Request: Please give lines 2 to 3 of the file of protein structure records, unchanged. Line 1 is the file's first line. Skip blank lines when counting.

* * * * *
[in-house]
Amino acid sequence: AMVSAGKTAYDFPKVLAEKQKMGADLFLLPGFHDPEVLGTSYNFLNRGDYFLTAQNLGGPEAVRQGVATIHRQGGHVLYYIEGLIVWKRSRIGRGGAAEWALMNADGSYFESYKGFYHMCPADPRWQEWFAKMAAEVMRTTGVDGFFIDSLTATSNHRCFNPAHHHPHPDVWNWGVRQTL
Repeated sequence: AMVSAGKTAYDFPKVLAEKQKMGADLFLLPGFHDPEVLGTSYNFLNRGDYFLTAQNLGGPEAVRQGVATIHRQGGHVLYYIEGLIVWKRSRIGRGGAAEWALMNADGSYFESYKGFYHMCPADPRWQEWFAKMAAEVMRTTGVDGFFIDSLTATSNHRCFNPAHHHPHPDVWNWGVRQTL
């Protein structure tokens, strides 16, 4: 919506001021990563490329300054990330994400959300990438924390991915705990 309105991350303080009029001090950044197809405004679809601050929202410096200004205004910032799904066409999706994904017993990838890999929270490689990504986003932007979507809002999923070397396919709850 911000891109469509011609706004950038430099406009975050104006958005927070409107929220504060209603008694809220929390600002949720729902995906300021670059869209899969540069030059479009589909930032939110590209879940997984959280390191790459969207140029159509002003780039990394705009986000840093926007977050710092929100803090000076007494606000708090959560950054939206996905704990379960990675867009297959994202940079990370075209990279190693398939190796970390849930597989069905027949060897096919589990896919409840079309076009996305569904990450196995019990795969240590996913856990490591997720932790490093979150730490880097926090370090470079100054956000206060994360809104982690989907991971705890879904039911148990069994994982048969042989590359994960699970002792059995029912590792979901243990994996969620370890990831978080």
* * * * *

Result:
Amino acid sequence: AMVSAGKTAYDFPKVLAEKQKMGADLFLLPGFHDPEVLGTSYNFLNRGDYFLTAQNLGGPEAVRQGVATIHRQGGHVLYYIEGLIVWKRSRIGRGGAAEWALMNADGSYFESYKGFYHMCPADPRWQEWFAKMAAEVMRTTGVDGFFIDSLTATSNHRCFNPAHHHPHPDVWNWGVRQTL
Repeated sequence: AMVSAGKTAYDFPKVLAEKQKMGADLFLLPGFHDPEVLGTSYNFLNRGDYFLTAQNLGGPEAVRQGVATIHRQGGHVLYYIEGLIVWKRSRIGRGGAAEWALMNADGSYFESYKGFYHMCPADPRWQEWFAKMAAEVMRTTGVDGFFIDSLTATSNHRCFNPAHHHPHPDVWNWGVRQTL